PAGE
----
Mackenzie, a troubled but daring teenage girl, is sent by her struggling mother to live with her uncle (Brian Geraghty) in Juneau, Alaska. As her mother’s phone calls become less frequent and her uncle’s care is not what it seems, she runs away. Her only thoughts are to escape her uncle and somehow contact her mother, but as she plunges deeper into the Alaskan interior, she is suddenly, helplessly alone. A chance connection with a reticent backpacker, Bartlett (Bruce Greenwood), proves to be her only lifeline. As Mackenzie shadows Bartlett across the last frontier, she thwarts his efforts to cut her loose until he has no choice but to help her survive. Against the backdrop of the spectacular Alaskan wilderness, they discover sanctuary and the redemptive power of friendship. [mature]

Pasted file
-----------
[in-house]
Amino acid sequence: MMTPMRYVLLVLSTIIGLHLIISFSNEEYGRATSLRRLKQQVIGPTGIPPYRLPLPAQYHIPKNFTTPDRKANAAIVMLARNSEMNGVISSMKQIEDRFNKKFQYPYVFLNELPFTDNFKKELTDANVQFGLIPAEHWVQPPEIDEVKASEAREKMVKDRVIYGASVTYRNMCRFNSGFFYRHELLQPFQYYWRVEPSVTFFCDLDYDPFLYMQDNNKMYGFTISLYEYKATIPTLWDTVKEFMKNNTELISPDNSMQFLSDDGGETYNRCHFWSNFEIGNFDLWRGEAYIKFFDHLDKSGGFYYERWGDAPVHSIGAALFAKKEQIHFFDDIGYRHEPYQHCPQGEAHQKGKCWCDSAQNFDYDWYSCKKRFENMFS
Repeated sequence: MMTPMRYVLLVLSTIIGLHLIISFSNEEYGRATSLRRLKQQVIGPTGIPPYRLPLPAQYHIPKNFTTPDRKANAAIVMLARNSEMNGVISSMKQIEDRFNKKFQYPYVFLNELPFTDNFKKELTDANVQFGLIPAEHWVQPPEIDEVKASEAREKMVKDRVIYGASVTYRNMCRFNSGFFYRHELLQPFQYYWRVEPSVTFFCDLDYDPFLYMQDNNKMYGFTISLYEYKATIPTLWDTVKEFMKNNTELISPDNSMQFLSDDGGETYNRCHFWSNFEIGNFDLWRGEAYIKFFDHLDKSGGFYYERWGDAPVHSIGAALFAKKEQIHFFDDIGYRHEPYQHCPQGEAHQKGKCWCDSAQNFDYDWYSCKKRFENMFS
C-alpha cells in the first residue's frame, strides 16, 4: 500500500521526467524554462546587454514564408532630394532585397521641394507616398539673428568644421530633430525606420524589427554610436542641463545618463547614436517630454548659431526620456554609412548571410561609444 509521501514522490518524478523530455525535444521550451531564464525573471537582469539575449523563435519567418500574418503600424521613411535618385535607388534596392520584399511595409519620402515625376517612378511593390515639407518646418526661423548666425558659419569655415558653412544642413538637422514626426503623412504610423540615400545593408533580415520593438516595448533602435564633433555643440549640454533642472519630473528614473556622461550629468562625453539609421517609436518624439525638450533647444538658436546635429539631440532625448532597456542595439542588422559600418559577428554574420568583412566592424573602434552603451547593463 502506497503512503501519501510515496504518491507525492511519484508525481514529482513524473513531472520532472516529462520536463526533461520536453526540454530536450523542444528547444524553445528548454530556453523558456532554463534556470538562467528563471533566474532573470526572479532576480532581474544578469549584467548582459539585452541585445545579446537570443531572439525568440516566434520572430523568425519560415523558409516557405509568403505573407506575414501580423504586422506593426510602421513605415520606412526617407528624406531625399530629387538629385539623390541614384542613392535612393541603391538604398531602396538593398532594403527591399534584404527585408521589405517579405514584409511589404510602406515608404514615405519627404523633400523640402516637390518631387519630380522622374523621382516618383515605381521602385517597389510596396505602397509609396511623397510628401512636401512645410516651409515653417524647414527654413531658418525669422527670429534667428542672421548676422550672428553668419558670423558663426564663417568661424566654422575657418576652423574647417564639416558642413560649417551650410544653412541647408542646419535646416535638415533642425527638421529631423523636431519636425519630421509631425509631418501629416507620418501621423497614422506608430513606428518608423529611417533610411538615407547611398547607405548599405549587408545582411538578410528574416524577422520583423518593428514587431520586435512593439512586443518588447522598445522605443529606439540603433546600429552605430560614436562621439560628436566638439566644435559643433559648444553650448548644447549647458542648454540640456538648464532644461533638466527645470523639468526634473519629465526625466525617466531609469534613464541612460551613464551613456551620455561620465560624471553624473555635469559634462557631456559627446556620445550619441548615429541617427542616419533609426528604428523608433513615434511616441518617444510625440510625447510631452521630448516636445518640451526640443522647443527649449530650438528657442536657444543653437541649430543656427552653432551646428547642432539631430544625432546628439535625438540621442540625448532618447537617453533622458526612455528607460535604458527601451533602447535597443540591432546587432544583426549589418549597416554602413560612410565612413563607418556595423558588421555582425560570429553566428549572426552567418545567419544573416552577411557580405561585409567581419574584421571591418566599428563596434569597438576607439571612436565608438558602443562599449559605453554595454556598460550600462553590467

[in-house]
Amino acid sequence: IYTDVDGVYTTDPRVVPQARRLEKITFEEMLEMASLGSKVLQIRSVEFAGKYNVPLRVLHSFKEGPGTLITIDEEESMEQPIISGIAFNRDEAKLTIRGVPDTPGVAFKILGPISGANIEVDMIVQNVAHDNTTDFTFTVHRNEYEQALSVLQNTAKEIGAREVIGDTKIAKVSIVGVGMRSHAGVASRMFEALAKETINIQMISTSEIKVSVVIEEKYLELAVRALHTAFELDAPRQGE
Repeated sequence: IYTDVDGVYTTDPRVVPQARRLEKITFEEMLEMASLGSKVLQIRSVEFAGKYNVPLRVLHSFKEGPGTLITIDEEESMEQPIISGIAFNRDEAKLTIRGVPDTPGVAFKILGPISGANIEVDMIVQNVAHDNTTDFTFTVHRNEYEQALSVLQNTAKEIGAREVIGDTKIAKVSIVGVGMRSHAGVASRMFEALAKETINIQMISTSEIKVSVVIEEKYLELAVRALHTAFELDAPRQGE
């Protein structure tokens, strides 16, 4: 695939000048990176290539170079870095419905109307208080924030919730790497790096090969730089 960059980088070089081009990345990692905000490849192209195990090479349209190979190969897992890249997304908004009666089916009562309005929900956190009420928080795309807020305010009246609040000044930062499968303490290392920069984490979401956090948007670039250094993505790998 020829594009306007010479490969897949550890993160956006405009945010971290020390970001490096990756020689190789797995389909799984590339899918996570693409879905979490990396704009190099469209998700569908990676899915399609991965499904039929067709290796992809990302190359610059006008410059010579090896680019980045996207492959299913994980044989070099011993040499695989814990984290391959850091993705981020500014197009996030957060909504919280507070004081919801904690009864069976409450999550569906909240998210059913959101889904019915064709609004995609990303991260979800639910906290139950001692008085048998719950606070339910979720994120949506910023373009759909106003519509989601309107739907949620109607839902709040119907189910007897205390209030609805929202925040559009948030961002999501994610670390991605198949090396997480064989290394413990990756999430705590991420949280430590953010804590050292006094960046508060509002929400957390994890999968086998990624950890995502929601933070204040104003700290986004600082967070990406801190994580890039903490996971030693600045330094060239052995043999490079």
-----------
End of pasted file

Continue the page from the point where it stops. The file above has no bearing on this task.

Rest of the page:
Director’s Statement: Frank Hall Green
What do people run away from? Or run away to? I had been moved by a New York Times editorial on sexual abuse. The inescapable pain drove innocent girls like Mackenzie to run away from their perpetrators, themselves, and their problems. On an extended research trip to Alaska, I read of the state’s high molestation rate. It became clear that there were two frontiers in this film — that of Alaska, and that of innocence. The character Bartlett is also on a journey, running from the grief of a painful loss. When one encounters the right person, recovery can begin, and the wilderness has the power to help.